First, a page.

To augment the above, the Appellant insisted that Section 28(b) of the Finance Act 2014, which introduced the classification of taxable services with respect to goods in transit as exempt supplies for VAT purposes contradicted Section 5 of the VAT Act 2013, which is the charging section of the Act. Section 28(b) classifies "the supply of taxable services in respect of goods in transit" as exempt supplies. On the other hand, Section 5 requires that VAT be charged on taxable supplies. It follows therefore that the perplexing interpretation derived from Section 5 is that "taxable" supplies can only either be standard rated at 16% or zero rated but not exempt.
The Appellant further contended that the status of being either ”taxable” or ”exempt” are disjunctive hence it is legally and logically incorrect to refer to a taxable service as being ”exempt.”
Determination of the time of supply
The Appellant also contended the Respondent disregarded Section 12(1) of the VAT Act 2013 which provides for the time of supply to be the earlier of: “the date on which the goods are delivered, or the date on which the invoice for the supply is issued, or the date on which payment for the supply is received”. According to the Appellant, payment for the motorbikes was completed in April 2013 and the actual delivery in September 2013. The VAT status of motorcycles was exempt prior to 2 September 2013 under the repealed VAT Act while the goods were taxable at a standard rate thereafter following coming into force of the VAT Act 2013.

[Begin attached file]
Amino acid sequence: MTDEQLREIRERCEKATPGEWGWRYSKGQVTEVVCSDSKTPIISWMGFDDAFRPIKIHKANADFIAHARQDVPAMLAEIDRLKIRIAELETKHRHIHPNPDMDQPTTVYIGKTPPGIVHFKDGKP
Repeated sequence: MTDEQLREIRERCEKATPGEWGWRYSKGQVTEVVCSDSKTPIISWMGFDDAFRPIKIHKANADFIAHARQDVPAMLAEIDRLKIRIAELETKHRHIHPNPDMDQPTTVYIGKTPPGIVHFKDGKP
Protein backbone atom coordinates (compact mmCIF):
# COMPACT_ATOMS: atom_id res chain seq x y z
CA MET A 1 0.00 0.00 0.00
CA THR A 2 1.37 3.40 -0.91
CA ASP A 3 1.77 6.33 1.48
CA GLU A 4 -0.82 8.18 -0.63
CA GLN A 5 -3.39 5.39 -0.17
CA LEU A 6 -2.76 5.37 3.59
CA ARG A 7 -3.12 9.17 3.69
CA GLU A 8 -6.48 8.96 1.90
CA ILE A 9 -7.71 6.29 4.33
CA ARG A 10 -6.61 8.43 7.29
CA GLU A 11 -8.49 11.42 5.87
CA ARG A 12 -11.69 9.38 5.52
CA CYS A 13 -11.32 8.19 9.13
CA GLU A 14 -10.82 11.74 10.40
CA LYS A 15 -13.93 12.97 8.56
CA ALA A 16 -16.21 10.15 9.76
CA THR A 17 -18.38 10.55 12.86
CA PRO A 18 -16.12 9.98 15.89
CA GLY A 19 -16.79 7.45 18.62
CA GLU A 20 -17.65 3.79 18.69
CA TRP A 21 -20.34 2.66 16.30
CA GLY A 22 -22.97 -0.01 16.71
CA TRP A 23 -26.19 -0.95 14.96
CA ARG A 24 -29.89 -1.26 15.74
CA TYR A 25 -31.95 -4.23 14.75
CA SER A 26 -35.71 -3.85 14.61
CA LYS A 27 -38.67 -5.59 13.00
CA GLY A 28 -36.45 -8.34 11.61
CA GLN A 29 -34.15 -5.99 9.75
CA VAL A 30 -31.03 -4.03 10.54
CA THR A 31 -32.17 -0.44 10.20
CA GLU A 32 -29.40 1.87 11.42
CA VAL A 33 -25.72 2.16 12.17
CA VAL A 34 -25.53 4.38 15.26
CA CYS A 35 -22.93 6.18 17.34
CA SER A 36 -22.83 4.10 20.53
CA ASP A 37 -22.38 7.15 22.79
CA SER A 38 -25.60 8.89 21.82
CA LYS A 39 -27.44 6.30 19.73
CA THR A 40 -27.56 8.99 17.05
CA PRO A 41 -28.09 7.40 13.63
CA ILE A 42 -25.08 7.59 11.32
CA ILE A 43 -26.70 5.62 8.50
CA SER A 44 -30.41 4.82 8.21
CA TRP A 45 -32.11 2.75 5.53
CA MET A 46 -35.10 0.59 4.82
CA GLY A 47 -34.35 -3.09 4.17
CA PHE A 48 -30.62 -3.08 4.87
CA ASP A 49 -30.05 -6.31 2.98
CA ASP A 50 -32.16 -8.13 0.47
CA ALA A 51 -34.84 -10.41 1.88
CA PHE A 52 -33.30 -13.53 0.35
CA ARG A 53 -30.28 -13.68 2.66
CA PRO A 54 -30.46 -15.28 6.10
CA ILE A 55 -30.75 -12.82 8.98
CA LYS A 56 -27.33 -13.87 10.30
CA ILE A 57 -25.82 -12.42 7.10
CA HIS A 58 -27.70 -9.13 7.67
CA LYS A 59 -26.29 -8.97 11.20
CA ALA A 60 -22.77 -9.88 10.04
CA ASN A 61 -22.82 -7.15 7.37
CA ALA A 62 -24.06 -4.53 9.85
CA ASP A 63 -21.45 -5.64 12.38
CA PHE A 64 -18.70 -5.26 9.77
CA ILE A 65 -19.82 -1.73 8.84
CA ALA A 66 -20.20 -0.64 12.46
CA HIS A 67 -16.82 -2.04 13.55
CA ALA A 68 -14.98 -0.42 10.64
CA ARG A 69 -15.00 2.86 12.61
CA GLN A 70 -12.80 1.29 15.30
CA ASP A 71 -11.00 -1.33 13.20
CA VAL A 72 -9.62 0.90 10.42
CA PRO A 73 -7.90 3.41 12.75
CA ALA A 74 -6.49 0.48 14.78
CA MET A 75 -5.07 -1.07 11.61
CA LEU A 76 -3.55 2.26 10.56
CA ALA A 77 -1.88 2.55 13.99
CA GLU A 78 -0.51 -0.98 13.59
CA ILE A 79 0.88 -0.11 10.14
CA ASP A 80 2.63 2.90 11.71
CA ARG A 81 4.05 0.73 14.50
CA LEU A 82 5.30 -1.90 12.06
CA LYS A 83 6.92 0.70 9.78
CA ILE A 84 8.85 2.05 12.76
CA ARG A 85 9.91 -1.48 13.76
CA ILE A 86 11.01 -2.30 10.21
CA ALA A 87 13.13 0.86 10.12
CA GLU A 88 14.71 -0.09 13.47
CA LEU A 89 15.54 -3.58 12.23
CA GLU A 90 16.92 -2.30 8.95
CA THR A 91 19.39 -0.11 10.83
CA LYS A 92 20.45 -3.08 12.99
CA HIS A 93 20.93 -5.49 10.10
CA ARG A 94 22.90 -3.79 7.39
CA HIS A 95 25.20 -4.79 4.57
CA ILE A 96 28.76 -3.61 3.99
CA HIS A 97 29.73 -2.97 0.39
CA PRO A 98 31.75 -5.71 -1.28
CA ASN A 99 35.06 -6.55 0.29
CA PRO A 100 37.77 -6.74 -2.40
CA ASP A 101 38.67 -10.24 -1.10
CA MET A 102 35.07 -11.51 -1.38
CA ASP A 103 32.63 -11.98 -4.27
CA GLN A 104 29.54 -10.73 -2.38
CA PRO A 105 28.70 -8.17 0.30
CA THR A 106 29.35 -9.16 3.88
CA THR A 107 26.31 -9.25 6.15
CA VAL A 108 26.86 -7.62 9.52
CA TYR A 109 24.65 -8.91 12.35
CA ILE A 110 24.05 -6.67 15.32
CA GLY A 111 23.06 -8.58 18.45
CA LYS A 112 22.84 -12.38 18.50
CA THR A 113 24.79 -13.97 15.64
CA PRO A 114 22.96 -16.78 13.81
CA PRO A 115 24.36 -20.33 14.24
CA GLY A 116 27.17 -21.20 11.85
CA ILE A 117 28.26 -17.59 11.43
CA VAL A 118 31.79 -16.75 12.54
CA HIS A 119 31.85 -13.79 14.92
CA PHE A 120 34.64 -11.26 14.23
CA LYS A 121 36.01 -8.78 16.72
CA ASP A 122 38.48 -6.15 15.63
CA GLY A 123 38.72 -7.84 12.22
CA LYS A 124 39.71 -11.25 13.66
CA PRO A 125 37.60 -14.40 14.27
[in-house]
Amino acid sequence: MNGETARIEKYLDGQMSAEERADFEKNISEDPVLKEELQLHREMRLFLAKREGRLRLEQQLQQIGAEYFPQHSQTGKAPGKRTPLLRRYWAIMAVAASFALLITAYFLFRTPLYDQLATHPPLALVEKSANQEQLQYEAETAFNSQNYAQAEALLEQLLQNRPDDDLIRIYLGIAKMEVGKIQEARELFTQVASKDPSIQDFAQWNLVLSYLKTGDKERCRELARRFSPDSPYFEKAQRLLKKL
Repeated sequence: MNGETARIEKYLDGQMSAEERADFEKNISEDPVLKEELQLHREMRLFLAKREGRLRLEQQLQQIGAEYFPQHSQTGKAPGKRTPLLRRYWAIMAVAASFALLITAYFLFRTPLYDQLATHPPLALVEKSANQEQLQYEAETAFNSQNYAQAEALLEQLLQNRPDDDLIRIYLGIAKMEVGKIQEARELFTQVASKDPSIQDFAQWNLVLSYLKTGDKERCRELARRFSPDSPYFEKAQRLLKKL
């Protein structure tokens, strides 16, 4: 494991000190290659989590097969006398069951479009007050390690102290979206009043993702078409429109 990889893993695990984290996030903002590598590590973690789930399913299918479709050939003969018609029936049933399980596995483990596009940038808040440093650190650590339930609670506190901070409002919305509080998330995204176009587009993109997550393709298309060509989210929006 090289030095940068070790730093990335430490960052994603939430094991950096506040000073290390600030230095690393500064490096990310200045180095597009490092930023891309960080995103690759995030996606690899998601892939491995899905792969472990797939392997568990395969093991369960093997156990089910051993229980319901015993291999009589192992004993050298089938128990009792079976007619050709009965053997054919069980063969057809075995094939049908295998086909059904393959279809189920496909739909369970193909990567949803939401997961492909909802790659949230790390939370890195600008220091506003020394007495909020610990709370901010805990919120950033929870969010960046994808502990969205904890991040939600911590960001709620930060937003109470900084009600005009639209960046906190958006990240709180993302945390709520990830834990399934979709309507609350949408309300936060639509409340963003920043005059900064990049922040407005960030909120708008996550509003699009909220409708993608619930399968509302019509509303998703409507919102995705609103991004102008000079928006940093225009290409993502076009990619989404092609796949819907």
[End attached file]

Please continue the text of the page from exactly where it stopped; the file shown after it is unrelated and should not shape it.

Additional Corporate Income Tax (CIT) assessment
The Appellant pointed out that the expenses incurred by the company related to repairs of the trucks, costs associated to loading and off-loading of cargo, weighbridge fees, parking fees and inspection among others, all of which were wholly and exclusively incurred in the production of the Appellant’s income. The Appellant referred to Section 15(1) of the Income Tax Act, which states:
"For the purpose of ascertaining the income of a person for a year of income there shall. Subject to Section 16 be deducted all expenditure Incurred in that year of income which Is expenditure wholly and exclusively incurred by him in the production of that income.”
The Respondent’s position
Whether transportation services for goods in transit were zero rated
The Respondent relied on Section 5(1)(a) of the VAT Act 2013 which covers tax supplies made by a registered person in Kenya and this includes supply of transportation services for goods in transit. It fully relied on Section 7(2) of the VAT Act 2013 which provides that:
“A supply or importation of goods or services shall be zero-rated if the goods or services, are of the description or the time being specified in the Second schedule.”
The Respondent asserted that a supply not specified in the Second schedule of the VAT Act 2013 is subject to VAT at 16%.
Services offered in relation to goods in transit were previously zero rated under the repealed VAT Act 2010. However, pursuant to the enactment of the VAT Act 2013 which came into force in September 2013, services in relation to goods in transit were not specified in the Schedule (zero rated supplies) thereby not accorded the zero-rated status and effectively became taxable at standard rate of 16%. Consequently, on 14 September 2014, the Finance Act 2014 amended the First schedule of the VAT Act 2013 by exempting from VAT services offered in relation to goods in transit.